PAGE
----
“The president authorized that some will stay in the southern part of Syria, and we are looking that we may keep some additional forces to ensure that we deny ISIS and other access to key oil fields in the middle part of the country – but that needs to be worked out,” added Esper.

In recent months, Trump contended ISIS had been thoroughly defeated, and the U.S. presence in the Middle East should not be embroiled in “endless wars,” as he called them. But NBC News’s Richard Engel, who has covered the civil war in Syria since its inception, pointed out: “[The troops in Syria] proudly gave the air power to Kurdish militias fighting ISIS, and jihadist forces.”

“President Trump said that the ceasefire reached with Turkey is a win for civilization – that it saved millions of lives, and that the Kurds are happy with it. The Kurds are not happy with it. They fear it is the end of their homeland,” said Engel.

There are nearly two million Kurds who live in northern Syria, and they formed a relationship with the U.S. military “out of necessity,” continued Engel. “The United States was looking for a partner to fight ISIS … They found the Kurds willing to risk their lives. They lost 11,000 people alongside the most elite units in the U.S. military to fight against ISIS.”

Two years ago I covered protesters near the White House demonstrating against Erodgan’s visit in Washington. Hours later, chaos ensued as the Turkish president’s personnel beat some of them up near the Ambassador’s Residence.

“If you look at the Kurds in Turkey – that’s a huge population;  he’s bombing them, and killing innocent civilians. I don’t think people against terrorism would commit these kinds of killings against innocent civilians. [Erdogan’s] a dictator,” a protester told me. “All he cares about is his power.”

So will Kurdish statehood ever be a viable opportunity? 

“What do you mean by viable opportunity? Every state depends on other states, especially on the big … strong states to promote its interests,” underscores Svetlova. “We are talking about up to 35 million people here … They deserve a state no different than the Kuwaitis, or Bahrainis deserve a state. So, in this way, I believe it’s natural that the Kurds would seek their independence whether it’s viable or not.”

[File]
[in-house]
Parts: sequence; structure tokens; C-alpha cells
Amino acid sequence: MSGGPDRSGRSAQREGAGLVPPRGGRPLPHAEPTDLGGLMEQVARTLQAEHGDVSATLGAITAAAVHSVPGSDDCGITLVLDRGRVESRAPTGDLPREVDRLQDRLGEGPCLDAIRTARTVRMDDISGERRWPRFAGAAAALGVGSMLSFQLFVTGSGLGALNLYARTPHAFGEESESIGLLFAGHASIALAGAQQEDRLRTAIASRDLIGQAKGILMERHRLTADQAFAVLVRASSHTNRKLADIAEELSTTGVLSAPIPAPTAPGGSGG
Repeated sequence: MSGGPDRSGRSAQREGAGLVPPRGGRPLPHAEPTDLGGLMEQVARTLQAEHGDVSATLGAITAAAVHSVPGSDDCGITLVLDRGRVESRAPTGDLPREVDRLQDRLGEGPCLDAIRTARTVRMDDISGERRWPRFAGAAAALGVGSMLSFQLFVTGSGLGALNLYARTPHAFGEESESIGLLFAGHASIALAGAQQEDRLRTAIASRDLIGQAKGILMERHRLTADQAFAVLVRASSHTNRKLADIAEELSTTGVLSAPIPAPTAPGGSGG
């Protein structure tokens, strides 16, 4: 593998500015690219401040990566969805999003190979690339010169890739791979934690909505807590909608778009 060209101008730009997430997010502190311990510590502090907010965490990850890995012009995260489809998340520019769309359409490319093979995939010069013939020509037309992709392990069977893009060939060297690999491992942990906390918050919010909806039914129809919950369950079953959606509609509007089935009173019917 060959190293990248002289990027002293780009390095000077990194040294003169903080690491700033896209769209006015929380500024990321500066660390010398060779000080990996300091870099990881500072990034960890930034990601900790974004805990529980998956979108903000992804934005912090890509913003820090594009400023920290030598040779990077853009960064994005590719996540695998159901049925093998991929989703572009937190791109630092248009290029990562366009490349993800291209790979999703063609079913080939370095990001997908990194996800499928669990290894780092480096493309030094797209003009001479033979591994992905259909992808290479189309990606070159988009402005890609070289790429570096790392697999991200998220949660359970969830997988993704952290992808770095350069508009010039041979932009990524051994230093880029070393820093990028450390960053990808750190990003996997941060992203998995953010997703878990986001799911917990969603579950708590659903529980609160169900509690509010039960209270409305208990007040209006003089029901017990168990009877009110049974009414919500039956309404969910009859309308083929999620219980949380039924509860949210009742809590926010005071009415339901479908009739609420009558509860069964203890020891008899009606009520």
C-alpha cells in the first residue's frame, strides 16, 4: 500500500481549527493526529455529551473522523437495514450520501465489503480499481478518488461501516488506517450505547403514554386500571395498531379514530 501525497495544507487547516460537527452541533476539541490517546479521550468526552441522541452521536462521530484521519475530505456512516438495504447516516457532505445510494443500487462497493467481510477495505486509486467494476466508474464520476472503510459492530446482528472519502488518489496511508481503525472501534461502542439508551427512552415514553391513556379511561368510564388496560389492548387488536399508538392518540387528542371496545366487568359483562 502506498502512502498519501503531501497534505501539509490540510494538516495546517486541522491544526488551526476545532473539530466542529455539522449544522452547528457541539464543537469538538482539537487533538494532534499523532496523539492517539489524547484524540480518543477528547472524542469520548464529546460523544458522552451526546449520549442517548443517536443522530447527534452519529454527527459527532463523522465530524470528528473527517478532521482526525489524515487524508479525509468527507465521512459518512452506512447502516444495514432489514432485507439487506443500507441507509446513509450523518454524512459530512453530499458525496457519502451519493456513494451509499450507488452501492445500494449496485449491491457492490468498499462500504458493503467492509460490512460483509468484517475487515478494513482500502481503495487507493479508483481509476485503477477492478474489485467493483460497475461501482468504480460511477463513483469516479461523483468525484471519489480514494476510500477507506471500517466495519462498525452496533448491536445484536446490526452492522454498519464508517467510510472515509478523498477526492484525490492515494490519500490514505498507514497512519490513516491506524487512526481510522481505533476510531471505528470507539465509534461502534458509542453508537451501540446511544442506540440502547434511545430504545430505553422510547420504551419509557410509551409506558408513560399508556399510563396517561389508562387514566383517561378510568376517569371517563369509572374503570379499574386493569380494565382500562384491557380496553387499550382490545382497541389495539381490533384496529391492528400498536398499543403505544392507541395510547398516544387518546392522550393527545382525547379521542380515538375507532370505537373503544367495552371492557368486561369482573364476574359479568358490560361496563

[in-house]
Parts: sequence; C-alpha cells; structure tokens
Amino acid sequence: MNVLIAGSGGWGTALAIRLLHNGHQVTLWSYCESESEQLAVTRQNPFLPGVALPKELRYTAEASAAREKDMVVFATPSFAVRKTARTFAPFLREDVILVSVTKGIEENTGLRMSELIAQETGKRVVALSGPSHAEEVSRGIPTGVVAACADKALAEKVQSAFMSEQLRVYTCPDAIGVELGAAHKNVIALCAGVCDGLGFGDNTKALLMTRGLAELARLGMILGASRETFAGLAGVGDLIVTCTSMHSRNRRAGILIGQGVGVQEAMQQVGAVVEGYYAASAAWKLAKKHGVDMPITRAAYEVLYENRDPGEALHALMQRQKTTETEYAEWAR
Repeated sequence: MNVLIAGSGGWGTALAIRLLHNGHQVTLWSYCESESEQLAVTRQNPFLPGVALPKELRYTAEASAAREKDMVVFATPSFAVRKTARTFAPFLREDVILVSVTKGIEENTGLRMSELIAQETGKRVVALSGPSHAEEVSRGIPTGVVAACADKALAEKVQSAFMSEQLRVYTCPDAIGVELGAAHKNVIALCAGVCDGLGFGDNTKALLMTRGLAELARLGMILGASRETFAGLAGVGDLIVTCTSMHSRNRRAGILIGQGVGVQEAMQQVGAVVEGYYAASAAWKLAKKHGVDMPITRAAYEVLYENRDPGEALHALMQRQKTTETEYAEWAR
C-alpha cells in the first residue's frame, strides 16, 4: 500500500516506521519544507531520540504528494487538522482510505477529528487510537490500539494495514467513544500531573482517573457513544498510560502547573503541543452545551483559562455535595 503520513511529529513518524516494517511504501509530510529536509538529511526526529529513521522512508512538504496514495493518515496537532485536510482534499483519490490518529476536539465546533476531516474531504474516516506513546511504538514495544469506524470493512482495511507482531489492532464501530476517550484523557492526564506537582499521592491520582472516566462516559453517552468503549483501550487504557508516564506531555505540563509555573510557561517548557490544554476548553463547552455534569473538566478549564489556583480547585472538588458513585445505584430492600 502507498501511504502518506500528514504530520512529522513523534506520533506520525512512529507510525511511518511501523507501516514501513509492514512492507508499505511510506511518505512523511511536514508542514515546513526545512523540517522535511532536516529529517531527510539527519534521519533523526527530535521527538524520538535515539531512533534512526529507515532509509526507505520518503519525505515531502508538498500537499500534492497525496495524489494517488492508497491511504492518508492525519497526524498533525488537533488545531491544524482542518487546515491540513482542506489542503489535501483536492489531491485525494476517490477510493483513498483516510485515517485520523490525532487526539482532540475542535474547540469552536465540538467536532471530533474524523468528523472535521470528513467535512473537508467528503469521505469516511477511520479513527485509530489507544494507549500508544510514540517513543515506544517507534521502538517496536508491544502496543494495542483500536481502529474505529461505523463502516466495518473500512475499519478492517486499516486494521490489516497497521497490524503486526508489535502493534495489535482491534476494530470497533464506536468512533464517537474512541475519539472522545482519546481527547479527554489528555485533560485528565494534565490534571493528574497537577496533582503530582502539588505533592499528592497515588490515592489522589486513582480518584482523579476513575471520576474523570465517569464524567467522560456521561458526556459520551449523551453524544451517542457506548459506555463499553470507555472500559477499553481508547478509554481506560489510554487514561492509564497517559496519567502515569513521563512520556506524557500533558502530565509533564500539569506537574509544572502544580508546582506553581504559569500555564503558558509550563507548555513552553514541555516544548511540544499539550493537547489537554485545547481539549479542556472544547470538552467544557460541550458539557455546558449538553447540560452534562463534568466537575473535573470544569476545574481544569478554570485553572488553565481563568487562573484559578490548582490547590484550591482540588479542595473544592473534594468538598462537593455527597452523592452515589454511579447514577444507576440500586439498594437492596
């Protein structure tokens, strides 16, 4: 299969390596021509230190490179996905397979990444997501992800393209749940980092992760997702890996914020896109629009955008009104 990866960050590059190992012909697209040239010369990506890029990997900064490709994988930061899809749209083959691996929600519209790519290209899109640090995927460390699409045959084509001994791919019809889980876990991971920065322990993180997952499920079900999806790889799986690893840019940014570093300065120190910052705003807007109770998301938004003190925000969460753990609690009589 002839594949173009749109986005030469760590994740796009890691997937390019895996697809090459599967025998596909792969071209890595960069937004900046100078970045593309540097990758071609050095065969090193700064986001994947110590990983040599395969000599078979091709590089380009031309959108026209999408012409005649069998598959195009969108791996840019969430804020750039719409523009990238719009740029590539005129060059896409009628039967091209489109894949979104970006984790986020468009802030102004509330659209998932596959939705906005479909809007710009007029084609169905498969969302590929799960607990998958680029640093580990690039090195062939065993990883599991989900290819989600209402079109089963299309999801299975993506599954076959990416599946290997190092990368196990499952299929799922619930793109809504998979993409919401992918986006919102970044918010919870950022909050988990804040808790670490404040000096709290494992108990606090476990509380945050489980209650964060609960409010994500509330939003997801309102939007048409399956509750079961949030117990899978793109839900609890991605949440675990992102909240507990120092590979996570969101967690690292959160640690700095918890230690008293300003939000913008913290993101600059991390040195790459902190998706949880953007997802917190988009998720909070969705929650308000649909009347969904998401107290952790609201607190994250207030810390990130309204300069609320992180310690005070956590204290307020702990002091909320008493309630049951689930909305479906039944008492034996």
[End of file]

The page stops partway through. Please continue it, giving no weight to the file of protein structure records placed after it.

The Syrian Kurds “seized their opportunity that was presented by the Arab Spring, and by the reprisal of the civil war in Syria, and who could blame them? They suffered for years and they were oppressed for years – so they did what they had to do. They could count on their American allies with whom they fought against ISIS,” adds Svetlova.

As for Putin serving as kingmaker in the Middle East, it’s a position he’s cemented in his quest for achieving superpower status for Russia.

“Since 2015, Putin only gained in Syria, and in the Middle East, he [hasn’t been] losing,” concludes Svetlova. “He has developed a very interesting and diverse web of relations with every single player in the Middle East, starting with of course, Syria, Iran, but also Turkey, and Israel. He [maintains working relations with] the Saudis, the Kurds, and the Gulf states. His focus is being the guy who has excellent relations with everybody, and this is how he will be able to play different actors against others. Then he will act as a broker, and will achieve what he wants.”

About the Author
My experience is writing, reporting, and documenting personal narrative pieces through articles and the creative arts. My writings and articles often concern foreign policy, but I remain passionate about the importance of press freedom, largely in nascent democracies. I continue to interview dissidents, filmmakers, ambassadors, poets, and self-censored journalists, oft-times in regimented societies.